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Travis Snider Still Looking For Breakout Season With Blue Jays

(Credit: Jonathan Ferrey/Getty Images)

(Credit: Jonathan Ferrey/Getty Images)

By David Heck, Special to CBS Local Sports

CBS Local Sports will be profiling one young player from each Major League Baseball team every day for the next 30 days as part of our “30 Players 30 Days” spring training feature.

Travis Snider, Outfielder, Toronto Blue Jays

2011 season: 49 G, 187 AB, .225 BA, 3 HR, 9 SB, .616 OPS

A first-round pick by the Blue Jays in 2006, Snider came up through the ranks with big things expected of him. His minor league career was no disappointment—he owns a career .306 batting average and .901 OPS down on the farm—but his Major League play certainly has been. In 232 big league games over four seasons, the native of Kirkland, Wash. has hit just .248 with a .730 OPS. So what’s happened that’s made him so ineffective in The Show?

The simple answer is that the Major Leagues are much harder than the minor leagues. Even the jump from Triple-A to the bigs can be massive, as was shown by the struggles much-hyped youngsters Anthony Rizzo and Brandon Belt last year. Compound the higher level of competition with the fact that Snider has never had much of an eye at the plate, and it’s easy to see why the transition to the big time has been rough. The other issue is that Snider has failed to play a full Major League season, never even coming close to 600 at-bats—he topped out at 298 in 2010, when he also set a career high with 82 games. Part of that has been injuries, but the young outfielder has also been shuffled to-and-from the minors regularly over the past few years.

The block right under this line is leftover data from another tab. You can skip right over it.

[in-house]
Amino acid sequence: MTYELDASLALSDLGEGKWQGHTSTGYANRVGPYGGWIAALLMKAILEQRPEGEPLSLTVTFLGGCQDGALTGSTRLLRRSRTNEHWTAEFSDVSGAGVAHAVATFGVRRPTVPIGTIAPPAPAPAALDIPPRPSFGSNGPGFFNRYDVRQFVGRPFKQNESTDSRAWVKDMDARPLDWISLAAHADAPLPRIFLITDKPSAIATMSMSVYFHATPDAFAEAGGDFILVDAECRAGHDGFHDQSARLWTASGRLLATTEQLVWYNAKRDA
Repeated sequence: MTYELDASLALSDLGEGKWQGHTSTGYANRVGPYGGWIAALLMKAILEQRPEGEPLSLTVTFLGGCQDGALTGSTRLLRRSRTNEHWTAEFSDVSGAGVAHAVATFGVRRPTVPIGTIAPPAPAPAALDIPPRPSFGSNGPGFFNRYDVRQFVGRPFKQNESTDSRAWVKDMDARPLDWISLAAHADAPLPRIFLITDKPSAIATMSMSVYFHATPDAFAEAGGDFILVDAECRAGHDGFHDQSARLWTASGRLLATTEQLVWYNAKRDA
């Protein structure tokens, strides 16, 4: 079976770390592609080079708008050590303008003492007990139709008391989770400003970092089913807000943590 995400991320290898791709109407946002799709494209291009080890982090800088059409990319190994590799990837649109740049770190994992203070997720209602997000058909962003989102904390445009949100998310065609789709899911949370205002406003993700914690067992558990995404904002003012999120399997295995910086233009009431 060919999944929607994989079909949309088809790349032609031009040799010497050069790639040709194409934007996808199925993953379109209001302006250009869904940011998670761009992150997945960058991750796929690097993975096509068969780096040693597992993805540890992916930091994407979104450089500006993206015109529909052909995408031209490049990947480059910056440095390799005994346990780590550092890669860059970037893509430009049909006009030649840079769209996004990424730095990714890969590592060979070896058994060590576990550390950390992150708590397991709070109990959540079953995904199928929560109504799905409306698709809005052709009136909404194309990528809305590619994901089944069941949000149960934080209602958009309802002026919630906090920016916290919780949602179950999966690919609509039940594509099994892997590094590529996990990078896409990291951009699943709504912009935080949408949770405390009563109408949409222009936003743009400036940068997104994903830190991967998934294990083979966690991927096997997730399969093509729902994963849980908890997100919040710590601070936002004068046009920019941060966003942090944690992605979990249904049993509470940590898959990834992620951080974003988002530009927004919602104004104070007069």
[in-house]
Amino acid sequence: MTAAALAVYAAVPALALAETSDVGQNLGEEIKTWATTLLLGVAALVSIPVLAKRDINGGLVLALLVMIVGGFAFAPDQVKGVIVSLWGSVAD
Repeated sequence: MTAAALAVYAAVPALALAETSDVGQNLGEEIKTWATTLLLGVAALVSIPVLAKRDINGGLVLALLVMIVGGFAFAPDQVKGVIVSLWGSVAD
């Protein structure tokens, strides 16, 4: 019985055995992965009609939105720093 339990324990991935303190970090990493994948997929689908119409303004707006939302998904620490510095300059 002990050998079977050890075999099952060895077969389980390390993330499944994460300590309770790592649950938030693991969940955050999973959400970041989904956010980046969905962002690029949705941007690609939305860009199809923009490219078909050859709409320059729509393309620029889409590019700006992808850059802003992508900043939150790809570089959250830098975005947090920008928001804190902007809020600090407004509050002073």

Still, despite those difficulties and Snider’s career-worst numbers in 2011, there is hope for him to contribute in Toronto in the near future. The thing to remember about Snider is that he just turned 24 years old in February. It might seem like he’s been around forever, but that’s only because he was already playing in the Major Leagues when he was 20. Very few people succeed in the Majors at that age, unless their name is Ken Griffey Jr., Alex Rodriguez or Justin Upton.

At this point, it’s hard to see Snider becoming that type of superstar, but he can still develop into a player that bats .300 and hits 20 or more home runs. Combine that offense with above-average defense in a corner outfield spot (though Snider might DH this year, given the Blue Jays’ overflow of outfielders) and Snider could be an important cog for a Toronto team that is gaining momentum as a playoff contender in the American League. One doesn’t have to look far for other highly touted prospects who failed initially before finding their way: Alex Gordon and Rickie Weeks both experienced heavy struggles during their first few years in the Majors, but last year, Gordon set career highs in almost every offensive category and Weeks was an All-Star. Snider is too young to write off—there’s a quality bat in there, and given the opportunity, it might finally break out.

Next up on March 6: Baltimore Orioles